It takes about two hours for me to enter the athlete's mental zone, that closed-off world of focus and determination. Swimming with giant strokes, I can feel the curve of the earth. Handful by handful, Europe grows closer.
In 1875 an Englishman, Capt. Matthew Webb, feasting on raw meat for strength, coffee for stimulation and beef-tea mixed with beer for courage, swam the 21-mile Channel in 21 hours, 45 minutes and instantly became one of the world's first international athletic stars. The mayor of Dover presided over a reception in Webb's honor at the Royal Cinque Ports Yacht Club, and the Prince of Wales gave him $25,000 in gifts. Monuments were erected in his name. When he met his public at the London Stock Exchange, the crowd was so great that the 27-year-old hero couldn't get past the crush of people to enter the building. Six weeks later The New York Times proclaimed that despite England's autumn chill, every "village pond and running stream contains youthful worshippers at the shrine of Webb...each probably determining that he one day will be another Captain Webb."
It took nearly four decades for another swimmer—T.W. Burgess, of Great Britain, on his 14th attempt—to equal Webb's achievement. Fifteen years and three swimmers later, in 1926, 19-year-old Gertrude Ederle of the U.S. became the first woman to succeed in crossing the Channel's icy waters. A 1924 Olympic bronze medalist in the 100-and 400-meter freestyle, and a member of the gold medal-winning 4 x 100-meter relay team, Ederle, employing what was lampooned as a messy, undignified stroke called the Australian crawl, or freestyle, shattered the Channel record by almost two hours, completing her swim in 14 hours, 39 minutes. The ticker-tape parade that she was given by New York City was as exuberant as the one for Charles Lindbergh a year later. In all, more than 6,000 similar attempts have been made, by 4,400 swimmers. Of those, 485 have reached the other side, some more than once, for a total of 761 crossings, in an average time of 11 hours. Fastest and slowest: 7:17 (1994) and 26:50 (1923).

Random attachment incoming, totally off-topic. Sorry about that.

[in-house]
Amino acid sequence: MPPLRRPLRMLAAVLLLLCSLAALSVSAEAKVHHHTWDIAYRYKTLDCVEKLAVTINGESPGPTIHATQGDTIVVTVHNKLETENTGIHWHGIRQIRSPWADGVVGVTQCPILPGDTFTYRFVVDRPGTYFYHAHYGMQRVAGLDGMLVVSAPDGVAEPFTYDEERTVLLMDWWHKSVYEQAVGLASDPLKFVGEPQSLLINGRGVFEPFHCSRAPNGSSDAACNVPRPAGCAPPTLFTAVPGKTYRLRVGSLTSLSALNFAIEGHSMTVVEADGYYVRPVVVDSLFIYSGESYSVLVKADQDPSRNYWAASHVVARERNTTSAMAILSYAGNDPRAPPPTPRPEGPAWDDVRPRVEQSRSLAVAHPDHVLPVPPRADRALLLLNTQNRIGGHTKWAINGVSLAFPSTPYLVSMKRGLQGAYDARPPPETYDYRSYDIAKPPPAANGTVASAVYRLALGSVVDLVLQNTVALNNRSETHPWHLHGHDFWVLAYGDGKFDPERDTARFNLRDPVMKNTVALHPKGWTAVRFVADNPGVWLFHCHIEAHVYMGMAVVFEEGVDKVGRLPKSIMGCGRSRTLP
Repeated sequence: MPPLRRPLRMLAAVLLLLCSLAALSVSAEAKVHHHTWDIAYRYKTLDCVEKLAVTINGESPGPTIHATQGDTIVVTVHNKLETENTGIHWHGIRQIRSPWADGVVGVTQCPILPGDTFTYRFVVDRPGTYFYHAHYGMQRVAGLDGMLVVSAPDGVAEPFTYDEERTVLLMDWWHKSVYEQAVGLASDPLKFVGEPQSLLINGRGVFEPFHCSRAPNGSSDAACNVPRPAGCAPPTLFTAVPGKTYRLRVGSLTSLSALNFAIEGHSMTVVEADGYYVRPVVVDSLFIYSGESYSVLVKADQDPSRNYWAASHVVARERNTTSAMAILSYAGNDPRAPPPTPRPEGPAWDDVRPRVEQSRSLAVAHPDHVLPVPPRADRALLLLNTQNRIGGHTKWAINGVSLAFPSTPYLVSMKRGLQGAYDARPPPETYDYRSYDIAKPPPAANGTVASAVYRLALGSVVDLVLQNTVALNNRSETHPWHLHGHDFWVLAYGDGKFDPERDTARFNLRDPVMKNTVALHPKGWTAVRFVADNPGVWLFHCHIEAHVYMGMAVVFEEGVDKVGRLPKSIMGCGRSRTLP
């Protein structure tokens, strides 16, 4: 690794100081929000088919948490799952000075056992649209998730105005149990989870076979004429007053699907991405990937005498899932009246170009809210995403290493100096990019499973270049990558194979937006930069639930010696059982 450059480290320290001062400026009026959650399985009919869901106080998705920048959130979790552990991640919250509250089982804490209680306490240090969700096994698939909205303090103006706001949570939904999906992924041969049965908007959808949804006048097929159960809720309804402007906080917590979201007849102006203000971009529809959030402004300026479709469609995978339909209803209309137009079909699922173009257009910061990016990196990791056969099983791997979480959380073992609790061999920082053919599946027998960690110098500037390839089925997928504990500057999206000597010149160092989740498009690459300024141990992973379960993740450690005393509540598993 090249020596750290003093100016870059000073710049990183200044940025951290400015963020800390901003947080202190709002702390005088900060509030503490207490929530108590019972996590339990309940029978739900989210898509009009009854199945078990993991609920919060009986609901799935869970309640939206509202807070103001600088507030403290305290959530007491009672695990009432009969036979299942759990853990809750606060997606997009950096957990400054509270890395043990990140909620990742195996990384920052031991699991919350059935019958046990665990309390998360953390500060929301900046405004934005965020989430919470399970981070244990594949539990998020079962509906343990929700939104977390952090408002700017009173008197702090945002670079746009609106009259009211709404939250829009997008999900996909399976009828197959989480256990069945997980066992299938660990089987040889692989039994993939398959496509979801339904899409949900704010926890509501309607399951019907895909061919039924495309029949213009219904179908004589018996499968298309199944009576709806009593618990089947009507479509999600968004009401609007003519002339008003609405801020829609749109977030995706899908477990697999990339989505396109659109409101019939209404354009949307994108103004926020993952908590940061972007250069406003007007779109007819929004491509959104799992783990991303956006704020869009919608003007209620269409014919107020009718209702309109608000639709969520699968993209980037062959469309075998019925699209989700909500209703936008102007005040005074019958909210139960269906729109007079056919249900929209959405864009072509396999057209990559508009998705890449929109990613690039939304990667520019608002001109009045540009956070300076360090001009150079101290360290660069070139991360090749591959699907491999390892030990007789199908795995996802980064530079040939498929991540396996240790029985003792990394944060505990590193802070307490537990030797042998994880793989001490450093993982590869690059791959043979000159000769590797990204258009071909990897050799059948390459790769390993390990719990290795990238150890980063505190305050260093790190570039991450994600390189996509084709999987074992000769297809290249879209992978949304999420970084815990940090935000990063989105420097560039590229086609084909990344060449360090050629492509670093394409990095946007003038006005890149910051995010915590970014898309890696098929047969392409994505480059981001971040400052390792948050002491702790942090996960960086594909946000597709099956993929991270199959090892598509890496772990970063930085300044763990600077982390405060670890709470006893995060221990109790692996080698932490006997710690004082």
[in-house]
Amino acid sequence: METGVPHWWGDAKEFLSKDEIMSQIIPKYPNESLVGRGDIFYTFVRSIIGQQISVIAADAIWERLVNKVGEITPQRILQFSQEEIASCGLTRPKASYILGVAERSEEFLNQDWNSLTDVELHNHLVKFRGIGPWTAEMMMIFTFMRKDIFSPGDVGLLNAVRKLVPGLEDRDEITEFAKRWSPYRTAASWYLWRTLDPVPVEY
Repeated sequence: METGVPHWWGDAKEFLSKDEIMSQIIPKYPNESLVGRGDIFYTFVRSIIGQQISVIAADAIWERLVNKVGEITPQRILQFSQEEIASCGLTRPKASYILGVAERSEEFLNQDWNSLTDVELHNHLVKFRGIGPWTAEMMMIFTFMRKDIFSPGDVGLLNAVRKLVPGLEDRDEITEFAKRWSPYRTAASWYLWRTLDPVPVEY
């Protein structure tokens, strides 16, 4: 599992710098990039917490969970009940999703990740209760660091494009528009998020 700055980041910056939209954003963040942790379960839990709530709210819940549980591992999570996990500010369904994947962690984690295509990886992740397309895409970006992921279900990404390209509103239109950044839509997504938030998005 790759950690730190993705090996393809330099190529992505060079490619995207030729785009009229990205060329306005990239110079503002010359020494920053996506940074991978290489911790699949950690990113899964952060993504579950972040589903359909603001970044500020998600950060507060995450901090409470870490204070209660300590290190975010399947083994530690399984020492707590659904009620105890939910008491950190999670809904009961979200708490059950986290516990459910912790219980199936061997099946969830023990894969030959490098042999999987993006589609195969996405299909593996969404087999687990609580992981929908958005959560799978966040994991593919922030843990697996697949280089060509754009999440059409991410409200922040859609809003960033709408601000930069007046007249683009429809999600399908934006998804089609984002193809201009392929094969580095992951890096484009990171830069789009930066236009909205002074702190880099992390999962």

My own swim is uneventful until hour 4. Then, out of God's wide sky, comes an apocalypse. I swim into the middle of a 200-yard shoal of jellyfish, and suddenly the water is purple and gelatinous with sea creatures. Everywhere I put my hands I'm stung. The jellyfish cover my face and shoulders; they get squished in my armpits and groin. My torso and legs are flayed.
Over the next half hour of slow swimming my right arm loses feeling and my breathing turns raspy. Another half hour passes, and I become light-headed. Woodward's book is gone; he intently watches my every stroke.
It gets worse. I lift my head to speak for the first time all day. I say, "Hey, can I be having an allergic—" and my stomach heaves. "Hey, I'm throwing up everywhere!" I scream.
Brickell leans out the door of his cabin. "Motion sickness," he says before disappearing inside. Woodward gives me the thumbs-up.
For the next two hours I'm lost. When the tentacles of a solitary jellyfish rake the inside of my mouth, I barely feel the sting. My stroke rate hovers at a shaky 76. I'm dimly aware that the cold has clutched my brain, and it occurs to me that I'm hypothermic.
With less than an hour to go, Woodward surprises me with a message that I'm on track for a fast time. He also tells me that the two other swimmers sharing the waterway with me today have fallen victim to hypothermia. They're already back in England.
Woodward is soon pointing to the approaching European continent. I refuse to look. He becomes insistent. I breathe to the opposite side until he goes away. The entire beautiful universe has been winnowed down to the windmill of my arms and the space between me and dry land. I still can't feel my right arm.